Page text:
The Government’s Role in 5G

It’s been really interesting to watch how much the federal government talks about 5G technology. I’ve not seen anything else like this in my adult lifetime, although there may have been times in the past, such as the advent of railroads or electricity that the federal government took such an active interest in new technology.

The government gets involved to some extent in many new technologies, but with 5G there has been a steady and persistent dialog about how 5G is vital to our economic future, and pronouncements of why we must implement 5G as quickly as possible to stay ahead of the rest of the world. As I’ve watched the way the government talks about 5G, it makes me wonder why we never heard the same urgency for breakthroughs like personal computers, the world wide web, or understanding the human genome.

A good example of what I’m talking about came in November when a bipartisan group of senators sent a letter to Robert O’Brien, the current national security advisor asking for a better government strategy for 5G. They claimed they are concerned that China is winning the 5G war, which they believe creates a security threat for the US.

I’ve been hearing about the 5G war for a few years now and I still don’t know what it means. 5G is ultimately a broadband technology. I can’t figure out how the US is harmed if China gets better broadband. If there is now a 5G war, then why hasn’t there been a fiber-to-the-home war? I saw recently where China passed us in the number of last-mile fiber connections, and there wasn’t a peep about it out of Congress.

The market reality of 5G looks a lot different than the rhetoric from the politicians. Cellular carriers worldwide are crowing about 5G deployment, yet those deployments contain none of the key technology that defines 5G performance. There is no frequency slicing. There is no bonding together of multiple frequencies to create larger data pipes. There is no massive expansion of the number of connections that can be made at a website. Cellphones can’t yet connect to multiple cell sites. What we have instead, for now, are new frequencies layered on top of 4G LTE.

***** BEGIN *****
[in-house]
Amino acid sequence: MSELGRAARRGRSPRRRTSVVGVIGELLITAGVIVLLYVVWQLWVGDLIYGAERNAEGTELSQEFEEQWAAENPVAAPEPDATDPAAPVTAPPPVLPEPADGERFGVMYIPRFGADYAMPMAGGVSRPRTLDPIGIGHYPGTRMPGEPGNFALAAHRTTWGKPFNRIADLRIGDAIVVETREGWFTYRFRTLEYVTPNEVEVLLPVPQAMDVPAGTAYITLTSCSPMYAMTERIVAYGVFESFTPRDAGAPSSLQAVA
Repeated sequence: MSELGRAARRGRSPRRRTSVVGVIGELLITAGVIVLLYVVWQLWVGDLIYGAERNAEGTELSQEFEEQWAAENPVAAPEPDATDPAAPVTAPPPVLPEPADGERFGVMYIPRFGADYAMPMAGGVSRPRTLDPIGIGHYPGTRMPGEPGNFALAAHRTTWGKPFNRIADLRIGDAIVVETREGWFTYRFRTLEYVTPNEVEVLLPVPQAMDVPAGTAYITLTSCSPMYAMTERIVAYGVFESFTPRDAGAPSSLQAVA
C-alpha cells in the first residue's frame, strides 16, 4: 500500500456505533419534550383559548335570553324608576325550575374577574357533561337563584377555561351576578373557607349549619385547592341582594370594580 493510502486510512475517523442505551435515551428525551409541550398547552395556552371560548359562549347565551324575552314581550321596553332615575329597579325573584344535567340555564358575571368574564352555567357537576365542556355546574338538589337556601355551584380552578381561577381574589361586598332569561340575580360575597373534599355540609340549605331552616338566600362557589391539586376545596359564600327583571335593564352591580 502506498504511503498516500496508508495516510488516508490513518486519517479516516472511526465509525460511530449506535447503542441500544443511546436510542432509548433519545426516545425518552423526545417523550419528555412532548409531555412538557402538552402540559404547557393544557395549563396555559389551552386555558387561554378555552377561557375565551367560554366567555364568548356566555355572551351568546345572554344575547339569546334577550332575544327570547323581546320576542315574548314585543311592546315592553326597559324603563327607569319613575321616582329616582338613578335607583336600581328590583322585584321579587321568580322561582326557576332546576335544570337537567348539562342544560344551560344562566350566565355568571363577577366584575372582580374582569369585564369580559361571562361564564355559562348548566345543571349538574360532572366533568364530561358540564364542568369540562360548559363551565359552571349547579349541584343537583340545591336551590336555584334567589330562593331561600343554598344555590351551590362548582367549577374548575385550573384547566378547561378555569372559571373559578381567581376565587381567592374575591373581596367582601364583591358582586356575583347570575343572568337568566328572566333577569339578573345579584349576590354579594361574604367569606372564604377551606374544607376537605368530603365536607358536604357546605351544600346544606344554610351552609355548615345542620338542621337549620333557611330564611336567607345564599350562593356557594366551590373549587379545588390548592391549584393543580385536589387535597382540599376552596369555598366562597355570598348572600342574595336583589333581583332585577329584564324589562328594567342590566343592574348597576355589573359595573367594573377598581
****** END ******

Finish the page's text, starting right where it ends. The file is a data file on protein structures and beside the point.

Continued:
New frequency does not equal 5G. The millimeter wave spectrum is faster in the handful of neighborhoods where people can go outside in the winter to use it. The carriers admit that the 600 MHz and the850 MHz spectrum being deployed won’t result in faster speeds than 4G LTE.

AT&T recently announced a significant cut in its capital budget for 2020 – something that is hard to imagine if there is an urgent need to deploy 5G faster than the Chinese. The reality is that the big cellular companies are struggling to find a business case for 5G. They are starting to realize that a lot of people aren’t willing to pay more for faster cellular data. Some of their other big uses for 5G such as using it for self-driving cars, or for supplanting WiFi as the technology to handle IoT devices are still years into the future and may never come to fruition.